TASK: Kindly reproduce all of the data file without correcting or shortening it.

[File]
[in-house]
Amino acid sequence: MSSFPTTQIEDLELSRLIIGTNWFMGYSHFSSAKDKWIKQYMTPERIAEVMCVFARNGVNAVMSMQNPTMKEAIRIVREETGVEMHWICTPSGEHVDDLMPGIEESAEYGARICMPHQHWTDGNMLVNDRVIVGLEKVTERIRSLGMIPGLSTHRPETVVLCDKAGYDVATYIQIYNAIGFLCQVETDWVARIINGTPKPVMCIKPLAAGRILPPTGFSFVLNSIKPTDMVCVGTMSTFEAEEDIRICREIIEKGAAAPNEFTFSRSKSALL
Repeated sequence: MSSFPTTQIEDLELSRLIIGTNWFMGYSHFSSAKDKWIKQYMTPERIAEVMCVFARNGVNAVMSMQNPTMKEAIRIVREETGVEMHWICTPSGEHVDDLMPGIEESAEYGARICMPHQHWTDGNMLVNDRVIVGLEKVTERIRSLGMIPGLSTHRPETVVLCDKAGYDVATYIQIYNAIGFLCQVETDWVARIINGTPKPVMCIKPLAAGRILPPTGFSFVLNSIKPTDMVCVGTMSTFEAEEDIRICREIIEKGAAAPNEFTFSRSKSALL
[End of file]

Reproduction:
[in-house]
Amino acid sequence: MSSFPTTQIEDLELSRLIIGTNWFMGYSHFSSAKDKWIKQYMTPERIAEVMCVFARNGVNAVMSMQNPTMKEAIRIVREETGVEMHWICTPSGEHVDDLMPGIEESAEYGARICMPHQHWTDGNMLVNDRVIVGLEKVTERIRSLGMIPGLSTHRPETVVLCDKAGYDVATYIQIYNAIGFLCQVETDWVARIINGTPKPVMCIKPLAAGRILPPTGFSFVLNSIKPTDMVCVGTMSTFEAEEDIRICREIIEKGAAAPNEFTFSRSKSALL
Repeated sequence: MSSFPTTQIEDLELSRLIIGTNWFMGYSHFSSAKDKWIKQYMTPERIAEVMCVFARNGVNAVMSMQNPTMKEAIRIVREETGVEMHWICTPSGEHVDDLMPGIEESAEYGARICMPHQHWTDGNMLVNDRVIVGLEKVTERIRSLGMIPGLSTHRPETVVLCDKAGYDVATYIQIYNAIGFLCQVETDWVARIINGTPKPVMCIKPLAAGRILPPTGFSFVLNSIKPTDMVCVGTMSTFEAEEDIRICREIIEKGAAAPNEFTFSRSKSALL